Fringe Benefits Tax (Australia)

Fringe Benefits Tax (Australia)

Fringe Benefits Tax (Australia)

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Fringe Benefits Tax (FBT) is a tax applied within the Australian tax system by the Australian Taxation Office. The tax is levied on most non-cash benefits that an employer provides "in respect of employment." The tax is levied on the employer, not the employee and will be levied irrespective of whether the benefit is provided directly to the employee or to an associate of the employee.

The tax was first imposed in 1986 and the operation of the tax is described by the Fringe benefits Tax Assessment Act 1986.

Fringe benefits

A fringe benefit is a benefit in respect of employment - a benefit provided to somebody because they are an employee. The 'employee' may be a current, former or future employee, and treatment of the benefit will be the same whether it is received directly by the employee or by an associate of the employee.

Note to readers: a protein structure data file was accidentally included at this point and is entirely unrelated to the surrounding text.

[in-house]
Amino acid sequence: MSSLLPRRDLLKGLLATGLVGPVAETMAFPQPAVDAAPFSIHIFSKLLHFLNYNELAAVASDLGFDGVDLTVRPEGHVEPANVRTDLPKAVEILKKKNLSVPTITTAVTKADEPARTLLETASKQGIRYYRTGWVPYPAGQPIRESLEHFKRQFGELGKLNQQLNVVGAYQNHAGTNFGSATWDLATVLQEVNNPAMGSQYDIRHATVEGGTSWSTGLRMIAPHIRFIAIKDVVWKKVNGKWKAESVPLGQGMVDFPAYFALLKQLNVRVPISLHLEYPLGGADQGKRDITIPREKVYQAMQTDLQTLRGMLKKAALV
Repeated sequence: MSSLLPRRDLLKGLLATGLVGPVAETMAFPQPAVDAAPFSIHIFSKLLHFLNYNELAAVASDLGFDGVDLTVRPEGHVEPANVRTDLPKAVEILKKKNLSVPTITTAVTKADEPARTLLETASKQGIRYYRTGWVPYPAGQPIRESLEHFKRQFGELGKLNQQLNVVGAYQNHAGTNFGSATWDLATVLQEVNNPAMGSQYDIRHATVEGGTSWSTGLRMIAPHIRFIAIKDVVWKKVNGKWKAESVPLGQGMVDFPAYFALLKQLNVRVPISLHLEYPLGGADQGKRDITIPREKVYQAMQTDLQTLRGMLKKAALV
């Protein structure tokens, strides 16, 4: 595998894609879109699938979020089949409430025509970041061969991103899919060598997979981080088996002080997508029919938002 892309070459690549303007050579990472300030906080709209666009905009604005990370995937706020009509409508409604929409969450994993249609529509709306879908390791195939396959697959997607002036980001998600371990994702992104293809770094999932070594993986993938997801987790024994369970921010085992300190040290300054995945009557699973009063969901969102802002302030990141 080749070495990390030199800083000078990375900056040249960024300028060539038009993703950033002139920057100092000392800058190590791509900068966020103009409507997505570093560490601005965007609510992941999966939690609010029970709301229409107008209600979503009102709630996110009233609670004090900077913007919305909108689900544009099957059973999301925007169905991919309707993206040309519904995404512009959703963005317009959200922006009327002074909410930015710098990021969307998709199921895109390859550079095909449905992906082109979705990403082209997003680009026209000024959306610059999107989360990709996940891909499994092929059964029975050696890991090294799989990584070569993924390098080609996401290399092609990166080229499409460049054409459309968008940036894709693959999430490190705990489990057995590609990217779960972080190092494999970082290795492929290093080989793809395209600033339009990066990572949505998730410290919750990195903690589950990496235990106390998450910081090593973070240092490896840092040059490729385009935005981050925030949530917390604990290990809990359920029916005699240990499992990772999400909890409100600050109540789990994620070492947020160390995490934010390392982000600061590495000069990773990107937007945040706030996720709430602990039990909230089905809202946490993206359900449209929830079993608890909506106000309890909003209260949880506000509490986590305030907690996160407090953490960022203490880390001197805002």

There are several specific 'types' of benefits listed with the legislation, including car fringe benefits, loan fringe benefits, housing fringe benefits and others. For each fringe benefit type, one or more methods is prescribed for determining the taxable value of the benefit.

Calculation of the tax payable

FBT is paid by the employer at a rate of 46.5%, which represents the highest marginal income tax rate (45%), plus the Medicare Levy (1.5%). This rate is applied to the "grossed up" taxable value less any contribution by the employee.

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